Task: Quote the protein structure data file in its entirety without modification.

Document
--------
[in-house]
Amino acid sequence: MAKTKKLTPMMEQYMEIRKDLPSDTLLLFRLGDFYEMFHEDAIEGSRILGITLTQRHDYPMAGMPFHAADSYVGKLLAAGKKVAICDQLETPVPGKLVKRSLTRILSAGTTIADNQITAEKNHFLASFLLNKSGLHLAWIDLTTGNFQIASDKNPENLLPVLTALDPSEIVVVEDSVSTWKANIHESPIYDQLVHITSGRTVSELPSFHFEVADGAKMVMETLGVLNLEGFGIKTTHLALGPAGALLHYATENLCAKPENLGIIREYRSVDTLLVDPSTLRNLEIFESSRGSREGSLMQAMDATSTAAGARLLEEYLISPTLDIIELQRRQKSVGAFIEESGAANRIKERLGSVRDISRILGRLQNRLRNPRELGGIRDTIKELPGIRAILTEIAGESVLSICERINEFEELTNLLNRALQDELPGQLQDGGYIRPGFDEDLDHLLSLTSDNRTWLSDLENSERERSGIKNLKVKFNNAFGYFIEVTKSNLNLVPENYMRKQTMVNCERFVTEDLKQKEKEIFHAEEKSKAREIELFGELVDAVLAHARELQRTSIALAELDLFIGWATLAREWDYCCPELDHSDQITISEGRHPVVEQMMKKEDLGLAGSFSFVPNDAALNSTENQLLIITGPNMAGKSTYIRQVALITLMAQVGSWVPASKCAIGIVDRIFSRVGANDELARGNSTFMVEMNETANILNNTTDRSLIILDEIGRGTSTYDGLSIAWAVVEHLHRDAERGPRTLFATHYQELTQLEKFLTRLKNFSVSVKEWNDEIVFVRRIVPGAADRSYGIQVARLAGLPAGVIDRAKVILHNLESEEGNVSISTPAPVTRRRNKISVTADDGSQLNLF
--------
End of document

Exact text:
[in-house]
Amino acid sequence: MAKTKKLTPMMEQYMEIRKDLPSDTLLLFRLGDFYEMFHEDAIEGSRILGITLTQRHDYPMAGMPFHAADSYVGKLLAAGKKVAICDQLETPVPGKLVKRSLTRILSAGTTIADNQITAEKNHFLASFLLNKSGLHLAWIDLTTGNFQIASDKNPENLLPVLTALDPSEIVVVEDSVSTWKANIHESPIYDQLVHITSGRTVSELPSFHFEVADGAKMVMETLGVLNLEGFGIKTTHLALGPAGALLHYATENLCAKPENLGIIREYRSVDTLLVDPSTLRNLEIFESSRGSREGSLMQAMDATSTAAGARLLEEYLISPTLDIIELQRRQKSVGAFIEESGAANRIKERLGSVRDISRILGRLQNRLRNPRELGGIRDTIKELPGIRAILTEIAGESVLSICERINEFEELTNLLNRALQDELPGQLQDGGYIRPGFDEDLDHLLSLTSDNRTWLSDLENSERERSGIKNLKVKFNNAFGYFIEVTKSNLNLVPENYMRKQTMVNCERFVTEDLKQKEKEIFHAEEKSKAREIELFGELVDAVLAHARELQRTSIALAELDLFIGWATLAREWDYCCPELDHSDQITISEGRHPVVEQMMKKEDLGLAGSFSFVPNDAALNSTENQLLIITGPNMAGKSTYIRQVALITLMAQVGSWVPASKCAIGIVDRIFSRVGANDELARGNSTFMVEMNETANILNNTTDRSLIILDEIGRGTSTYDGLSIAWAVVEHLHRDAERGPRTLFATHYQELTQLEKFLTRLKNFSVSVKEWNDEIVFVRRIVPGAADRSYGIQVARLAGLPAGVIDRAKVILHNLESEEGNVSISTPAPVTRRRNKISVTADDGSQLNLF